Every week I speak to a lot of hiring managers and recruiters and repeatedly hear their frustrations at not finding enough qualified applicants. Similar sentiments were echoed in Elena Holodny’s Business Insider article The US economy is turning into a nightmare for recruiters. Finding quality employees is always at the top of the to-do list for those in HR, and while receiving a ton of applications may seem like a good thing in the hiring process, sometimes the “more-the-merrier” doesn’t quite apply when so few of the applicants are qualified.
With more and more businesses moving to online applications as the primary, if not the only method to apply, job applicants can sit at home and apply to dozens or more jobs in an hour. Job board aggregators like Indeed and ZipRecruiter push the job postings out to multiple websites, making them visible to millions of candidates from a single platform. While this convenience certainly makes the application process more efficient, it can also dilute the overall quality of the candidate pool. Invariably, you will receive applications from people who don’t possess ANY of the minimum job requirements.
Online job applications also mean that the individual candidate may not be as invested in the application process – research indicates that applicants spend less than 2 minutes reading each job description, so it’s no surprise that employers are reporting a lack of qualified applicants. Lack of investment also diminishes the chances that a candidate will show up for interviews or complete other steps of the application process. All of this leads to a lot of wasted time and frustration that falls squarely on HR’s shoulders.
One of the biggest trends in pre-employment testing, and a key factor behind the growth in this space, is that employers are now increasingly using pre-employment tests early in the hiring process as a means of finding out whether or not a candidate meets the basic qualifications for the job. By assessing an applicant’s critical thinking ability or basic work readiness skills, for example, an employer can quickly filter through large applicant pools to focus their energy on the most qualified applicants who are most likely to succeed.The data gathered from pre-employment tests can help recruiters and hiring managers have more meaningful and productive conversations with their applicants. Furthermore, applicants become more invested in the process when they take 20 or 30 minutes to complete a pre-employment test, which increases the chances that they’ll show up for interviews or follow through on other steps in the hiring process. Most importantly, pre-employment tests help you find the needle in the haystack within your large applicant pool, making it easier to find the best talent to join your team.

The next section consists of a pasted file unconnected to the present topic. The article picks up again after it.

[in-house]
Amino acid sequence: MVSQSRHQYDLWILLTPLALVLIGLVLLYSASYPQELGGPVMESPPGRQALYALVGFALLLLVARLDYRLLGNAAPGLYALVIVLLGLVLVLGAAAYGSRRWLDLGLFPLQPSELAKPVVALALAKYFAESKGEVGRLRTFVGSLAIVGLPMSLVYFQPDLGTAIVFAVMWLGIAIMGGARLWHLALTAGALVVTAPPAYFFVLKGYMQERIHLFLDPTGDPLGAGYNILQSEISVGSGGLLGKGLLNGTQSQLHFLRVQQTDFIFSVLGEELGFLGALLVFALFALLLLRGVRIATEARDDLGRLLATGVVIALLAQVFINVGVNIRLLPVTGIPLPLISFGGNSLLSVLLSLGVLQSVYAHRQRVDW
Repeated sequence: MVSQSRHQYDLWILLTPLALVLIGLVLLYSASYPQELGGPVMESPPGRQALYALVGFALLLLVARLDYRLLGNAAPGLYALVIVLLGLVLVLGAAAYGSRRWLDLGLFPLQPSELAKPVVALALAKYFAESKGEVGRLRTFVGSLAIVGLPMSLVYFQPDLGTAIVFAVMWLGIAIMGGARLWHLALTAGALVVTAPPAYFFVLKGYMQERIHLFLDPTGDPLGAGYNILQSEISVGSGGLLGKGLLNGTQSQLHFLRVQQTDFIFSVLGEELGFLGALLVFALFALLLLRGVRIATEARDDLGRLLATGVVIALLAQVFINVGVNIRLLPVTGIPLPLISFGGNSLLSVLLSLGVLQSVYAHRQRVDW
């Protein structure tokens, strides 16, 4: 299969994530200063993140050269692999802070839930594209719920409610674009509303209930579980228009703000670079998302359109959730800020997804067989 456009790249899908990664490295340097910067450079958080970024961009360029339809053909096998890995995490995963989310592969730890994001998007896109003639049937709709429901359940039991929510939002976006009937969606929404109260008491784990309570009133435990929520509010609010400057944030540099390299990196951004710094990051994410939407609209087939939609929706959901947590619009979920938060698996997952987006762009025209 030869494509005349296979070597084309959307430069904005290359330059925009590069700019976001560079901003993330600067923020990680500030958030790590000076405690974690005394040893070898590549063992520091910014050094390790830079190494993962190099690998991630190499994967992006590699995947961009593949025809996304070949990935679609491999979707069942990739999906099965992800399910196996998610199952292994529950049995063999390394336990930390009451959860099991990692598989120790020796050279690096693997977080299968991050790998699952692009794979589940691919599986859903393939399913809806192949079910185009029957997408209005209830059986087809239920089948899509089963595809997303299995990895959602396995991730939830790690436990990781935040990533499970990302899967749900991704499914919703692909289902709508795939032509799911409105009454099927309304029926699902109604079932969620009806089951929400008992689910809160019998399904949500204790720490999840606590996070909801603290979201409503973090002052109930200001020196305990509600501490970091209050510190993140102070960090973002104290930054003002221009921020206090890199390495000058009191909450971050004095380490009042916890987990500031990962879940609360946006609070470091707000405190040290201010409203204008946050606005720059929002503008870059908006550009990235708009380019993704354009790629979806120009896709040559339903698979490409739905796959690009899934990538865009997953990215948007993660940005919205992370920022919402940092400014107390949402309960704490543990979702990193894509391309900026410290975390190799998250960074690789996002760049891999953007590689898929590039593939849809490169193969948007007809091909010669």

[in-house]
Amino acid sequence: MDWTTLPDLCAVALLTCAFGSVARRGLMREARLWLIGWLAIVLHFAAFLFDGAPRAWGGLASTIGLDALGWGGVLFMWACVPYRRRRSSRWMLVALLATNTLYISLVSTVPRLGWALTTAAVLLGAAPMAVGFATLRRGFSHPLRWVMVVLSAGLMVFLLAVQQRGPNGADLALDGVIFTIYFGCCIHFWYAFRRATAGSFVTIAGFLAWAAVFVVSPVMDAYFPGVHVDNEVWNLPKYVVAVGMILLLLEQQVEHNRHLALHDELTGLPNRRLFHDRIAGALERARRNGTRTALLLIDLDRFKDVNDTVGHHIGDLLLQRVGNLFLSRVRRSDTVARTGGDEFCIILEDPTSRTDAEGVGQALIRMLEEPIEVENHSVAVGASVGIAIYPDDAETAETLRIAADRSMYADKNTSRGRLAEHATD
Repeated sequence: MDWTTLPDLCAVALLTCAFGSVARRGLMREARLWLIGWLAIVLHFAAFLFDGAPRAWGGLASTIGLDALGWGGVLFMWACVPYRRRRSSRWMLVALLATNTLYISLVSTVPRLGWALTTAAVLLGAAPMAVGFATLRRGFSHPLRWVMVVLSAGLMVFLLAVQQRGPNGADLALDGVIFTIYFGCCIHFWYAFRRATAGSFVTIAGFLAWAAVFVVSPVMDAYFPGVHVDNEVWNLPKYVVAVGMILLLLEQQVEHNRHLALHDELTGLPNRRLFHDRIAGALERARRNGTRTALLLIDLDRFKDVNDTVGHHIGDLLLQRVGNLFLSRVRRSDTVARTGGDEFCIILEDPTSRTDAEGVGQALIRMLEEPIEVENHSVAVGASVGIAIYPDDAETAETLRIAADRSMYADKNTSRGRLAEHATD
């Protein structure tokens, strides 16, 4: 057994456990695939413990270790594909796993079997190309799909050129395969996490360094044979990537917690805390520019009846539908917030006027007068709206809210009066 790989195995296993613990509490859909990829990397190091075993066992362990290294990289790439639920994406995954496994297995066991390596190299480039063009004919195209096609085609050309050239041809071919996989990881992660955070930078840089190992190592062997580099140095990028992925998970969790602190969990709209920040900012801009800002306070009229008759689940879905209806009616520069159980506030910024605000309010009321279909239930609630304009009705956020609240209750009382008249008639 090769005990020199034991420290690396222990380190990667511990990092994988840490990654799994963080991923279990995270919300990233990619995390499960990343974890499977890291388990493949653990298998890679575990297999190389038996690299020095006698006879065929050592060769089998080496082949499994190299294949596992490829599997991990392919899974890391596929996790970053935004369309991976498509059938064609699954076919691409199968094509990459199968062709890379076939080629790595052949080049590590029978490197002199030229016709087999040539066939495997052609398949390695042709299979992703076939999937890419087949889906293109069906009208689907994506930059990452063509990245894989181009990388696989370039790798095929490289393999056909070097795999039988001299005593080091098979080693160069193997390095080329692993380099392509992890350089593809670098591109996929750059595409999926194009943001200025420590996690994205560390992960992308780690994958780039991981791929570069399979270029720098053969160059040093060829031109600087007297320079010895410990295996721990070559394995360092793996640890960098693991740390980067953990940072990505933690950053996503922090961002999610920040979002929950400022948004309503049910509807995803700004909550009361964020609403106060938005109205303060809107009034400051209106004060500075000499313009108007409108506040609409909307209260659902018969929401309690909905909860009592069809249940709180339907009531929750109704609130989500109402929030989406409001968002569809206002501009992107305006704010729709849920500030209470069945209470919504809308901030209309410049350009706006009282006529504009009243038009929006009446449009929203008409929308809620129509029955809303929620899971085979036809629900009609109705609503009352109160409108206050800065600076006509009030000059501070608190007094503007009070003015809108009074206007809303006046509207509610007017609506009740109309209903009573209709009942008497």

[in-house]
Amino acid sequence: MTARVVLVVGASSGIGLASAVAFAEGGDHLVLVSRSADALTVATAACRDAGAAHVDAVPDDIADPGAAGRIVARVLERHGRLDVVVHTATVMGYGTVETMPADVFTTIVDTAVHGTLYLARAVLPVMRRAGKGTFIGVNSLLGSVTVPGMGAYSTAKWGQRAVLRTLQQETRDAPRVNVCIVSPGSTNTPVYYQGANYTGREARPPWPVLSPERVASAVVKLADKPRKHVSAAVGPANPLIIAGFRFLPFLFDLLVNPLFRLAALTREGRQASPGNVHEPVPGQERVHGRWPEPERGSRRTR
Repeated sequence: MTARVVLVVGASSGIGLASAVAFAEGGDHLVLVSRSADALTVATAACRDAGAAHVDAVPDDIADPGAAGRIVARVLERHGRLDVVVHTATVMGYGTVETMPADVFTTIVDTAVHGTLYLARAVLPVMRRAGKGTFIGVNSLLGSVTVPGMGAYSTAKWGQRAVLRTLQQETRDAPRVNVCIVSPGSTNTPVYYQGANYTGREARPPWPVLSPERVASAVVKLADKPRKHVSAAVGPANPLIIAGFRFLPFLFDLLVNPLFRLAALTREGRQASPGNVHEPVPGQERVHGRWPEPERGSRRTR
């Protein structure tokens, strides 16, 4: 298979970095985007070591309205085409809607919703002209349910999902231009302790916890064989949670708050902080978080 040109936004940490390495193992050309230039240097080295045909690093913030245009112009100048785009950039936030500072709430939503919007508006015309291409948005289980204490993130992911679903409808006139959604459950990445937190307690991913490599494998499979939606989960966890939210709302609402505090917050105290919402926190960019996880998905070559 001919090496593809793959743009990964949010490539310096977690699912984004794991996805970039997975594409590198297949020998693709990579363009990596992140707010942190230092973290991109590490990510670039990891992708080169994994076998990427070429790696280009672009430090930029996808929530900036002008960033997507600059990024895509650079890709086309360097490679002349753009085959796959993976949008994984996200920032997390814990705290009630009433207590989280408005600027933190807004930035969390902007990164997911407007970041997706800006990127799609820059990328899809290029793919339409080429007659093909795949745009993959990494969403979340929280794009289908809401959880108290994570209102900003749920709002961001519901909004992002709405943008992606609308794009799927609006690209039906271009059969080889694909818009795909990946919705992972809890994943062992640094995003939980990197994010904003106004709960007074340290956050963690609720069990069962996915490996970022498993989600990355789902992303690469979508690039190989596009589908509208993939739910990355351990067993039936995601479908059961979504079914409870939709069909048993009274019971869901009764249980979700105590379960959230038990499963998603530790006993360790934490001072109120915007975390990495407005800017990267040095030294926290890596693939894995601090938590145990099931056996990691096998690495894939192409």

We often get asked why our pricing is structured the way that it is. When we launched our service in 2007, we were the only testing provider to have a flat-fee, subscription pricing model. Now some other providers have followed suit. With the annual subscription fee, you get unlimited testing for every test in our portfolio. The subscription price is based on the number of employees in your company, or the number of employees in a particular department or branch for which you want to administer pre-employment tests.
We believe that for most companies, flat-fee pricing has a number of advantages over per-test pricing models. For one, you will have more predictable costs. You know exactly what the total cost will be before getting started, and you don’t have to factor in additional costs if you decide to administer more tests or hire more people than you expected.
Second, flat-fee pricing almost always helps customers lower the total costs of administering pre-employment tests. With online tests, the incremental cost of delivering tests is relatively low, and the transactional pay-per-test model, which originated in a time when test scoring wasn’t automated, doesn’t make much sense anymore.
Third, flat-fee pricing actually helps you drastically reduce time spent in the hiring process by encouraging you to test early in the process. Pre-employment testing adds the most value when it’s done early in the hiring process because it helps you cut through large applicant pools to find the candidates who are most qualified for the job. However, testing early in the process as opposed to testing a smaller, pre-filtered group of candidates later on requires you to administer a massive number of tests. Flat-fee pricing allows you to administer tests to large groups of applicants in the early stages of hiring without having to worry about the additional fees associated with per-test pricing models. No more rationing tests!